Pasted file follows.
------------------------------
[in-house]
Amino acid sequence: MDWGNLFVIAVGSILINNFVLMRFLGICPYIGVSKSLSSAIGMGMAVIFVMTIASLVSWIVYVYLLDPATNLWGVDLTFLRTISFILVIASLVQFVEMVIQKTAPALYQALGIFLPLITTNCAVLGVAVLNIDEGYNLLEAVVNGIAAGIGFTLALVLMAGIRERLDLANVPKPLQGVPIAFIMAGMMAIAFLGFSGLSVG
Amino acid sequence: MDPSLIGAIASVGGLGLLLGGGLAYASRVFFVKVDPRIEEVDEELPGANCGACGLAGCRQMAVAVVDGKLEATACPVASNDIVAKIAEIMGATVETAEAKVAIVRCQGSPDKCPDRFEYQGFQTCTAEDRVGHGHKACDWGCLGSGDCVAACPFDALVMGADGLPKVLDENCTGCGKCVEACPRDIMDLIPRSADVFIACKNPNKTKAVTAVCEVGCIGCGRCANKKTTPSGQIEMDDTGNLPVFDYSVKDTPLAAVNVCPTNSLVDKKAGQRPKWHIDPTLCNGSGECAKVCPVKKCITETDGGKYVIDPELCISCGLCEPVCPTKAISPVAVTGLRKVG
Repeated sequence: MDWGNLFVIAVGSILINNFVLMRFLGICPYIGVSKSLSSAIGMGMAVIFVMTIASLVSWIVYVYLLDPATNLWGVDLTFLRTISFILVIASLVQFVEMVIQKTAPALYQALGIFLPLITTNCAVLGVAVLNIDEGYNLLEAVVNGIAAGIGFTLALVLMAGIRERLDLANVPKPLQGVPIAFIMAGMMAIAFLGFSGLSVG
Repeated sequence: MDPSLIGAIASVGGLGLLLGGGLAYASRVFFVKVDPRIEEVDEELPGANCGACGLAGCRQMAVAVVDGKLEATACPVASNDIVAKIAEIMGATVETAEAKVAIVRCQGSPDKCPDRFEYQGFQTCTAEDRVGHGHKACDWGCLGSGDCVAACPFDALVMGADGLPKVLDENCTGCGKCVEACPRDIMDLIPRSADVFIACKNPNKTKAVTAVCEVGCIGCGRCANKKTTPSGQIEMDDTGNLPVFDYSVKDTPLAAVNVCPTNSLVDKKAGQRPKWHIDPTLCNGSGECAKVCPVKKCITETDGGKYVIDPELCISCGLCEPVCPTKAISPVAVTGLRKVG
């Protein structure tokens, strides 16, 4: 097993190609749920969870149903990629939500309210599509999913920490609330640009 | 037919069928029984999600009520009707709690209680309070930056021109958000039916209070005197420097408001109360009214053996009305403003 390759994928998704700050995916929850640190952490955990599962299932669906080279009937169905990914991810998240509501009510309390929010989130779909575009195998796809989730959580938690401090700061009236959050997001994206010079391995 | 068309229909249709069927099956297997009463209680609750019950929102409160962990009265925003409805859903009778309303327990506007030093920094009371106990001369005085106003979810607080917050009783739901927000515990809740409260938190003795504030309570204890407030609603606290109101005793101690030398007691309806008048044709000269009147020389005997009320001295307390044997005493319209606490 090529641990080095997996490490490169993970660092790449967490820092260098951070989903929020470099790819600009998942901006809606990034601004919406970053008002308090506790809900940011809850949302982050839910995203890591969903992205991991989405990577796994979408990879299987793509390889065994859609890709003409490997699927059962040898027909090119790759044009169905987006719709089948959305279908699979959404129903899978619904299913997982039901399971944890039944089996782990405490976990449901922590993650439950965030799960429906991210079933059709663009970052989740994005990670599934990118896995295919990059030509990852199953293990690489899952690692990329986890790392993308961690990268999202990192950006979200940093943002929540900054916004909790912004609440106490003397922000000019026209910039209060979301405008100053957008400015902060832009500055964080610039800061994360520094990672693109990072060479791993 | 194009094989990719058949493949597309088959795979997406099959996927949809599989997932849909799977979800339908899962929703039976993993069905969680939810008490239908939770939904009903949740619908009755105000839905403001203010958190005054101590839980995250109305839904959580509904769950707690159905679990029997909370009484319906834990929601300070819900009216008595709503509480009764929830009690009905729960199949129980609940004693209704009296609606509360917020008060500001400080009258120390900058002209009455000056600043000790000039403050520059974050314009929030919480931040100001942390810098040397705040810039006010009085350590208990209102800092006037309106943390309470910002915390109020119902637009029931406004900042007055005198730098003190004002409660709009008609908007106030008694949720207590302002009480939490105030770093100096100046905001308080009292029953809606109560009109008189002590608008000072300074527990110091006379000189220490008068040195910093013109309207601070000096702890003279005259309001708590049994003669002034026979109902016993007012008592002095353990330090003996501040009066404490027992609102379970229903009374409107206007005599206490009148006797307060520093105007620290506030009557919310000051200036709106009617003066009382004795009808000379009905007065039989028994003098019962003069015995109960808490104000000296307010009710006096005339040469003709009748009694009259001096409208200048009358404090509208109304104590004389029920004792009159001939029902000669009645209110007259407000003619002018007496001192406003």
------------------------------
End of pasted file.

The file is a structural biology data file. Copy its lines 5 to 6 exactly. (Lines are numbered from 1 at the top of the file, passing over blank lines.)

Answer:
Repeated sequence: MDPSLIGAIASVGGLGLLLGGGLAYASRVFFVKVDPRIEEVDEELPGANCGACGLAGCRQMAVAVVDGKLEATACPVASNDIVAKIAEIMGATVETAEAKVAIVRCQGSPDKCPDRFEYQGFQTCTAEDRVGHGHKACDWGCLGSGDCVAACPFDALVMGADGLPKVLDENCTGCGKCVEACPRDIMDLIPRSADVFIACKNPNKTKAVTAVCEVGCIGCGRCANKKTTPSGQIEMDDTGNLPVFDYSVKDTPLAAVNVCPTNSLVDKKAGQRPKWHIDPTLCNGSGECAKVCPVKKCITETDGGKYVIDPELCISCGLCEPVCPTKAISPVAVTGLRKVG
């Protein structure tokens, strides 16, 4: 097993190609749920969870149903990629939500309210599509999913920490609330640009 | 037919069928029984999600009520009707709690209680309070930056021109958000039916209070005197420097408001109360009214053996009305403003 390759994928998704700050995916929850640190952490955990599962299932669906080279009937169905990914991810998240509501009510309390929010989130779909575009195998796809989730959580938690401090700061009236959050997001994206010079391995 | 068309229909249709069927099956297997009463209680609750019950929102409160962990009265925003409805859903009778309303327990506007030093920094009371106990001369005085106003979810607080917050009783739901927000515990809740409260938190003795504030309570204890407030609603606290109101005793101690030398007691309806008048044709000269009147020389005997009320001295307390044997005493319209606490 090529641990080095997996490490490169993970660092790449967490820092260098951070989903929020470099790819600009998942901006809606990034601004919406970053008002308090506790809900940011809850949302982050839910995203890591969903992205991991989405990577796994979408990879299987793509390889065994859609890709003409490997699927059962040898027909090119790759044009169905987006719709089948959305279908699979959404129903899978619904299913997982039901399971944890039944089996782990405490976990449901922590993650439950965030799960429906991210079933059709663009970052989740994005990670599934990118896995295919990059030509990852199953293990690489899952690692990329986890790392993308961690990268999202990192950006979200940093943002929540900054916004909790912004609440106490003397922000000019026209910039209060979301405008100053957008400015902060832009500055964080610039800061994360520094990672693109990072060479791993 | 194009094989990719058949493949597309088959795979997406099959996927949809599989997932849909799977979800339908899962929703039976993993069905969680939810008490239908939770939904009903949740619908009755105000839905403001203010958190005054101590839980995250109305839904959580509904769950707690159905679990029997909370009484319906834990929601300070819900009216008595709503509480009764929830009690009905729960199949129980609940004693209704009296609606509360917020008060500001400080009258120390900058002209009455000056600043000790000039403050520059974050314009929030919480931040100001942390810098040397705040810039006010009085350590208990209102800092006037309106943390309470910002915390109020119902637009029931406004900042007055005198730098003190004002409660709009008609908007106030008694949720207590302002009480939490105030770093100096100046905001308080009292029953809606109560009109008189002590608008000072300074527990110091006379000189220490008068040195910093013109309207601070000096702890003279005259309001708590049994003669002034026979109902016993007012008592002095353990330090003996501040009066404490027992609102379970229903009374409107206007005599206490009148006797307060520093105007620290506030009557919310000051200036709106009617003066009382004795009808000379009905007065039989028994003098019962003069015995109960808490104000000296307010009710006096005339040469003709009748009694009259001096409208200048009358404090509208109304104590004389029920004792009159001939029902000669009645209110007259407000003619002018007496001192406003």